Certain proteins can misfold into β-sheet-rich, self-seeding aggregates. Such proteins appear to be associated with neurodegenerative diseases such as prion, Alzheimer's and Parkinson's. Yeast prions also misfold into self-seeding aggregates and provide a good model to study how these rogue polymers first appear. De novo prion appearance can be made very frequent in yeast by transient overexpression of the prion protein in the presence of heterologous prions or prion-like aggregates. Here, we show that the aggregates of one such newly induced prion are initially formed in a dot-like structure near the vacuole. These dots then grow into rings at the periphery of the cell prior to becoming smaller rings surrounding the vacuole and maturing into the characteristic heritable prion tiny dots found throughout the cytoplasm. We found considerable colocalization of two heterologous prion/prion-like aggregates with the newly appearing prion protein aggregates, which is consistent with the prevalent model that existing prion aggregates can cross-seed the de novo aggregation of a heterologous prion protein. However, we failed to find any physical interaction between another heterologous aggregating protein and the newly appearing prion aggregates it stimulated to appear, which is inconsistent with cross-seeding.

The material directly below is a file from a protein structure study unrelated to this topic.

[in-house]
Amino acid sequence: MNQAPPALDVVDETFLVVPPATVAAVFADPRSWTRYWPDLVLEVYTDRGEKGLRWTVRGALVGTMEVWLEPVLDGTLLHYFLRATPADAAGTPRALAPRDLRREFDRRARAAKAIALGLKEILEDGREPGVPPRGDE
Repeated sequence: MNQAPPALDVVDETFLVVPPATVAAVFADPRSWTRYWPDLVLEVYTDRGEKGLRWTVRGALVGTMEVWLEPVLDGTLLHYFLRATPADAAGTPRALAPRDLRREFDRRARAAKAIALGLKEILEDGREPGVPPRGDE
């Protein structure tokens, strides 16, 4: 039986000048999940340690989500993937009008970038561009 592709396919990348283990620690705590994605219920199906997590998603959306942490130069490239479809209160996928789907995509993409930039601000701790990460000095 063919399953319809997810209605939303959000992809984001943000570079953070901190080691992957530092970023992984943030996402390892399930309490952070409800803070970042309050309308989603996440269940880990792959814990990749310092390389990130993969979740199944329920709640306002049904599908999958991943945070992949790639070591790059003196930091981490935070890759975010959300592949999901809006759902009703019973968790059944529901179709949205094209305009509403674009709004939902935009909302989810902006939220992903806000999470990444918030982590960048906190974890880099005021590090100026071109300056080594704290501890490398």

doi:10.1371/journal.pgen.1004814
PMCID: PMC4287349  PMID: 25568955
10.  Spatial quality control bypasses cell-based limitations on proteostasis to promote prion curing 
eLife  null;3:e04288.
The proteostasis network has evolved to support protein folding under normal conditions and to expand this capacity in response to proteotoxic stresses. Nevertheless, many pathogenic states are associated with protein misfolding, revealing in vivo limitations on quality control mechanisms. One contributor to these limitations is the physical characteristics of misfolded proteins, as exemplified by amyloids, which are largely resistant to clearance. However, other limitations imposed by the cellular environment are poorly understood. To identify cell-based restrictions on proteostasis capacity, we determined the mechanism by which thermal stress cures the [PSI+]/Sup35 prion. Remarkably, Sup35 amyloid is disassembled at elevated temperatures by the molecular chaperone Hsp104. This process requires Hsp104 engagement with heat-induced non-prion aggregates in late cell-cycle stage cells, which promotes its asymmetric retention and thereby effective activity. Thus, cell division imposes a potent limitation on proteostasis capacity that can be bypassed by the spatial engagement of a quality control factor.